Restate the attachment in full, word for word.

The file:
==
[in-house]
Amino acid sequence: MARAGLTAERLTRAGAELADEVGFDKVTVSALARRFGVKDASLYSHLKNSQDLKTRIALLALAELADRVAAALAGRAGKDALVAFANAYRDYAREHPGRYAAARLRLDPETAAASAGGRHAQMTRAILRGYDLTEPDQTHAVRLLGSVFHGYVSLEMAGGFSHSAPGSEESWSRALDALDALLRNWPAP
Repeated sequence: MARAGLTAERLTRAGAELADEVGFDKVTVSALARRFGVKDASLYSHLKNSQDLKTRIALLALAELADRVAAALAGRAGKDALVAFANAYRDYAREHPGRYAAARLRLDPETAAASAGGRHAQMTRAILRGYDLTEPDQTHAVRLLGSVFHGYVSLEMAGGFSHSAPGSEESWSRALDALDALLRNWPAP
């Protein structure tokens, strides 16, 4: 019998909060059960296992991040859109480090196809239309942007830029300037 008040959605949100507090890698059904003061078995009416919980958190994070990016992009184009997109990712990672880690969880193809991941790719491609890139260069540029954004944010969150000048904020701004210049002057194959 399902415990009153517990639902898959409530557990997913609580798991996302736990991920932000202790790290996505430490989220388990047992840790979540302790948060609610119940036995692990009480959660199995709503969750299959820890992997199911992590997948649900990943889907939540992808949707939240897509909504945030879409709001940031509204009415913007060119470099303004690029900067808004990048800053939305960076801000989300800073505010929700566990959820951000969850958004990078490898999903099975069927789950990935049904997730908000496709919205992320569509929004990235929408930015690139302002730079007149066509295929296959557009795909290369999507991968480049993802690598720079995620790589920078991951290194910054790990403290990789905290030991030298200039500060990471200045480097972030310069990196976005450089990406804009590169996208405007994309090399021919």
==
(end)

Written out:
[in-house]
Amino acid sequence: MARAGLTAERLTRAGAELADEVGFDKVTVSALARRFGVKDASLYSHLKNSQDLKTRIALLALAELADRVAAALAGRAGKDALVAFANAYRDYAREHPGRYAAARLRLDPETAAASAGGRHAQMTRAILRGYDLTEPDQTHAVRLLGSVFHGYVSLEMAGGFSHSAPGSEESWSRALDALDALLRNWPAP
Repeated sequence: MARAGLTAERLTRAGAELADEVGFDKVTVSALARRFGVKDASLYSHLKNSQDLKTRIALLALAELADRVAAALAGRAGKDALVAFANAYRDYAREHPGRYAAARLRLDPETAAASAGGRHAQMTRAILRGYDLTEPDQTHAVRLLGSVFHGYVSLEMAGGFSHSAPGSEESWSRALDALDALLRNWPAP
């Protein structure tokens, strides 16, 4: 019998909060059960296992991040859109480090196809239309942007830029300037 008040959605949100507090890698059904003061078995009416919980958190994070990016992009184009997109990712990672880690969880193809991941790719491609890139260069540029954004944010969150000048904020701004210049002057194959 399902415990009153517990639902898959409530557990997913609580798991996302736990991920932000202790790290996505430490989220388990047992840790979540302790948060609610119940036995692990009480959660199995709503969750299959820890992997199911992590997948649900990943889907939540992808949707939240897509909504945030879409709001940031509204009415913007060119470099303004690029900067808004990048800053939305960076801000989300800073505010929700566990959820951000969850958004990078490898999903099975069927789950990935049904997730908000496709919205992320569509929004990235929408930015690139302002730079007149066509295929296959557009795909290369999507991968480049993802690598720079995620790589920078991951290194910054790990403290990789905290030991030298200039500060990471200045480097972030310069990196976005450089990406804009590169996208405007994309090399021919």